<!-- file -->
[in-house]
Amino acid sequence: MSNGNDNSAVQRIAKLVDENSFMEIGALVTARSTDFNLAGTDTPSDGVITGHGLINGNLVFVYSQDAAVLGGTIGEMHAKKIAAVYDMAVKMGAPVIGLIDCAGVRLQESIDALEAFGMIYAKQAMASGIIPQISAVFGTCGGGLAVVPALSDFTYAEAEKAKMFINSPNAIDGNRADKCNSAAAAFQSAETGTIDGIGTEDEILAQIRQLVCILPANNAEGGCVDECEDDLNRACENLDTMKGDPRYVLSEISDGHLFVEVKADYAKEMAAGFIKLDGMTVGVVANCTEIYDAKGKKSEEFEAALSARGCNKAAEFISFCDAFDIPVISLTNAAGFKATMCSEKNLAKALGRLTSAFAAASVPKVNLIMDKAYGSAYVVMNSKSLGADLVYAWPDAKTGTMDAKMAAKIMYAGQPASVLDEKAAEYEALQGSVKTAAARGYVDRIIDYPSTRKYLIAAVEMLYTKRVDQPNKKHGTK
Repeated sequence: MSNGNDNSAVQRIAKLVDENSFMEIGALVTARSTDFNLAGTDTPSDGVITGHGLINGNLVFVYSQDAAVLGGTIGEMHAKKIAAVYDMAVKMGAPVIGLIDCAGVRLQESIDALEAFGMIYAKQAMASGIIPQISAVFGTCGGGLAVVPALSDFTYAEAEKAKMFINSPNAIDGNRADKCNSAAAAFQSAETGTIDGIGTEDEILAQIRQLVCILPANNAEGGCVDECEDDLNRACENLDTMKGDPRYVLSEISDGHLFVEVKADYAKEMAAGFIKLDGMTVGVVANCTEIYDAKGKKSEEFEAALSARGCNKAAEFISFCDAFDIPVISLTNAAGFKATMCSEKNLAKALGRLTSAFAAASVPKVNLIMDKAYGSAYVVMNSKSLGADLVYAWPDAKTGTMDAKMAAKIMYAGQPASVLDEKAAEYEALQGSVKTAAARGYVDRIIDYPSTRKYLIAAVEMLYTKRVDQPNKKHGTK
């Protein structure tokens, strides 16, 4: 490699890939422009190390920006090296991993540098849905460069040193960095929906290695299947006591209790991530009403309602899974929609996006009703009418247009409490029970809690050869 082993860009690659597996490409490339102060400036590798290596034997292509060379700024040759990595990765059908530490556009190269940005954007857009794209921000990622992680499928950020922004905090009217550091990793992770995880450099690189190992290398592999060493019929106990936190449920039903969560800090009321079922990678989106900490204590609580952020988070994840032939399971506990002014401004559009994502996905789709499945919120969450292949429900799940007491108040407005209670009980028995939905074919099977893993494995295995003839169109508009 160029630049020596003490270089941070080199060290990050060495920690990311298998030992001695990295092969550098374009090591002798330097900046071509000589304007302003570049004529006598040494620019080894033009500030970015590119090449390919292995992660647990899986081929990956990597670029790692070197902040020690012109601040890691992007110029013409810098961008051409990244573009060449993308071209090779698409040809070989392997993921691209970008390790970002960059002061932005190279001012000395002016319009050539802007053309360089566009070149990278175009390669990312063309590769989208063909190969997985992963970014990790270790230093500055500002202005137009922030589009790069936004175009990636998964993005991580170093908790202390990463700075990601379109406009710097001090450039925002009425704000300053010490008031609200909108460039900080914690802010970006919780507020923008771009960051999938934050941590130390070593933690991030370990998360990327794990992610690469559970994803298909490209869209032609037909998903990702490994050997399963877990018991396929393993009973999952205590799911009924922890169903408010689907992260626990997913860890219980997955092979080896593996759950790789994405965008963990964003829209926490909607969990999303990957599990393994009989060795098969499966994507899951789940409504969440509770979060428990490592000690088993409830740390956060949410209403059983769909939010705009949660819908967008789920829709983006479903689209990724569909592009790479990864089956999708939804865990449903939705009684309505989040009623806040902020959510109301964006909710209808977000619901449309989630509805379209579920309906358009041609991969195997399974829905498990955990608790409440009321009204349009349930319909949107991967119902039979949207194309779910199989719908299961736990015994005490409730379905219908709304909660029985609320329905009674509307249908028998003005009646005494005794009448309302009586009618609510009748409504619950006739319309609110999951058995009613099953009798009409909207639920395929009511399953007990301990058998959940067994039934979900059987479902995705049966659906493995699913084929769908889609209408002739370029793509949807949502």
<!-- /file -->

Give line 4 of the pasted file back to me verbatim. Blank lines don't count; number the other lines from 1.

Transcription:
């Protein structure tokens, strides 16, 4: 490699890939422009190390920006090296991993540098849905460069040193960095929906290695299947006591209790991530009403309602899974929609996006009703009418247009409490029970809690050869 082993860009690659597996490409490339102060400036590798290596034997292509060379700024040759990595990765059908530490556009190269940005954007857009794209921000990622992680499928950020922004905090009217550091990793992770995880450099690189190992290398592999060493019929106990936190449920039903969560800090009321079922990678989106900490204590609580952020988070994840032939399971506990002014401004559009994502996905789709499945919120969450292949429900799940007491108040407005209670009980028995939905074919099977893993494995295995003839169109508009 160029630049020596003490270089941070080199060290990050060495920690990311298998030992001695990295092969550098374009090591002798330097900046071509000589304007302003570049004529006598040494620019080894033009500030970015590119090449390919292995992660647990899986081929990956990597670029790692070197902040020690012109601040890691992007110029013409810098961008051409990244573009060449993308071209090779698409040809070989392997993921691209970008390790970002960059002061932005190279001012000395002016319009050539802007053309360089566009070149990278175009390669990312063309590769989208063909190969997985992963970014990790270790230093500055500002202005137009922030589009790069936004175009990636998964993005991580170093908790202390990463700075990601379109406009710097001090450039925002009425704000300053010490008031609200909108460039900080914690802010970006919780507020923008771009960051999938934050941590130390070593933690991030370990998360990327794990992610690469559970994803298909490209869209032609037909998903990702490994050997399963877990018991396929393993009973999952205590799911009924922890169903408010689907992260626990997913860890219980997955092979080896593996759950790789994405965008963990964003829209926490909607969990999303990957599990393994009989060795098969499966994507899951789940409504969440509770979060428990490592000690088993409830740390956060949410209403059983769909939010705009949660819908967008789920829709983006479903689209990724569909592009790479990864089956999708939804865990449903939705009684309505989040009623806040902020959510109301964006909710209808977000619901449309989630509805379209579920309906358009041609991969195997399974829905498990955990608790409440009321009204349009349930319909949107991967119902039979949207194309779910199989719908299961736990015994005490409730379905219908709304909660029985609320329905009674509307249908028998003005009646005494005794009448309302009586009618609510009748409504619950006739319309609110999951058995009613099953009798009409909207639920395929009511399953007990301990058998959940067994039934979900059987479902995705049966659906493995699913084929769908889609209408002739370029793509949807949502």